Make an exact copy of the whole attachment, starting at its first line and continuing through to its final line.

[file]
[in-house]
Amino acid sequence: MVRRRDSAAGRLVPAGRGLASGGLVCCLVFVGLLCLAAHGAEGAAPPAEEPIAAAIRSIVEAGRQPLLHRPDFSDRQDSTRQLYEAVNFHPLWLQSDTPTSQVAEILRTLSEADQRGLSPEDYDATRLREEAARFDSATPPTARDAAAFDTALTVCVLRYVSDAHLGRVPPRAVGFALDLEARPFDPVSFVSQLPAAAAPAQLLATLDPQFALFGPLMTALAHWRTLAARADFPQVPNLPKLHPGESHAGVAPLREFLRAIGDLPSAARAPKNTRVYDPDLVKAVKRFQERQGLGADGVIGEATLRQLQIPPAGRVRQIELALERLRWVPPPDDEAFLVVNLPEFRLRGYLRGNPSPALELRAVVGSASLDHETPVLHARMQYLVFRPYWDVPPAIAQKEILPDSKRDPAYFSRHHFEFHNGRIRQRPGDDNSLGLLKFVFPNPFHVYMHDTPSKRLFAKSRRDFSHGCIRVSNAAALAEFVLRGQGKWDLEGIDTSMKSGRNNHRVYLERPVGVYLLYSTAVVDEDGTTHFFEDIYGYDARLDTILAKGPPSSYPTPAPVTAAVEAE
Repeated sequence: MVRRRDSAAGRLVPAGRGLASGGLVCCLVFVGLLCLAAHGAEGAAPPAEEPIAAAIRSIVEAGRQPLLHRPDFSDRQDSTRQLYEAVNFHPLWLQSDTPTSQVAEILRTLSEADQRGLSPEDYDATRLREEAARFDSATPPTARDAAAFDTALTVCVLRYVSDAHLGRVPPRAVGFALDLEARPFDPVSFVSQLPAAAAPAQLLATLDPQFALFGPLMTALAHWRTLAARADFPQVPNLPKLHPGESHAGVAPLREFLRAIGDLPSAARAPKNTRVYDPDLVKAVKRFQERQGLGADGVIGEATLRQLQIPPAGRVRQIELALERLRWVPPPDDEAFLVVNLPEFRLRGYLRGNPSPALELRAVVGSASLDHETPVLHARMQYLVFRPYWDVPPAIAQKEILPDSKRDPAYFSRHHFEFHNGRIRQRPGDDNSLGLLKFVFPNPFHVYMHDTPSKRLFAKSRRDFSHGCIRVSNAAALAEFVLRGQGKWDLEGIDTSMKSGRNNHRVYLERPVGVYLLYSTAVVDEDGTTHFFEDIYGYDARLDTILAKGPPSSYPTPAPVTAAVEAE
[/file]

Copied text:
[in-house]
Amino acid sequence: MVRRRDSAAGRLVPAGRGLASGGLVCCLVFVGLLCLAAHGAEGAAPPAEEPIAAAIRSIVEAGRQPLLHRPDFSDRQDSTRQLYEAVNFHPLWLQSDTPTSQVAEILRTLSEADQRGLSPEDYDATRLREEAARFDSATPPTARDAAAFDTALTVCVLRYVSDAHLGRVPPRAVGFALDLEARPFDPVSFVSQLPAAAAPAQLLATLDPQFALFGPLMTALAHWRTLAARADFPQVPNLPKLHPGESHAGVAPLREFLRAIGDLPSAARAPKNTRVYDPDLVKAVKRFQERQGLGADGVIGEATLRQLQIPPAGRVRQIELALERLRWVPPPDDEAFLVVNLPEFRLRGYLRGNPSPALELRAVVGSASLDHETPVLHARMQYLVFRPYWDVPPAIAQKEILPDSKRDPAYFSRHHFEFHNGRIRQRPGDDNSLGLLKFVFPNPFHVYMHDTPSKRLFAKSRRDFSHGCIRVSNAAALAEFVLRGQGKWDLEGIDTSMKSGRNNHRVYLERPVGVYLLYSTAVVDEDGTTHFFEDIYGYDARLDTILAKGPPSSYPTPAPVTAAVEAE
Repeated sequence: MVRRRDSAAGRLVPAGRGLASGGLVCCLVFVGLLCLAAHGAEGAAPPAEEPIAAAIRSIVEAGRQPLLHRPDFSDRQDSTRQLYEAVNFHPLWLQSDTPTSQVAEILRTLSEADQRGLSPEDYDATRLREEAARFDSATPPTARDAAAFDTALTVCVLRYVSDAHLGRVPPRAVGFALDLEARPFDPVSFVSQLPAAAAPAQLLATLDPQFALFGPLMTALAHWRTLAARADFPQVPNLPKLHPGESHAGVAPLREFLRAIGDLPSAARAPKNTRVYDPDLVKAVKRFQERQGLGADGVIGEATLRQLQIPPAGRVRQIELALERLRWVPPPDDEAFLVVNLPEFRLRGYLRGNPSPALELRAVVGSASLDHETPVLHARMQYLVFRPYWDVPPAIAQKEILPDSKRDPAYFSRHHFEFHNGRIRQRPGDDNSLGLLKFVFPNPFHVYMHDTPSKRLFAKSRRDFSHGCIRVSNAAALAEFVLRGQGKWDLEGIDTSMKSGRNNHRVYLERPVGVYLLYSTAVVDEDGTTHFFEDIYGYDARLDTILAKGPPSSYPTPAPVTAAVEAE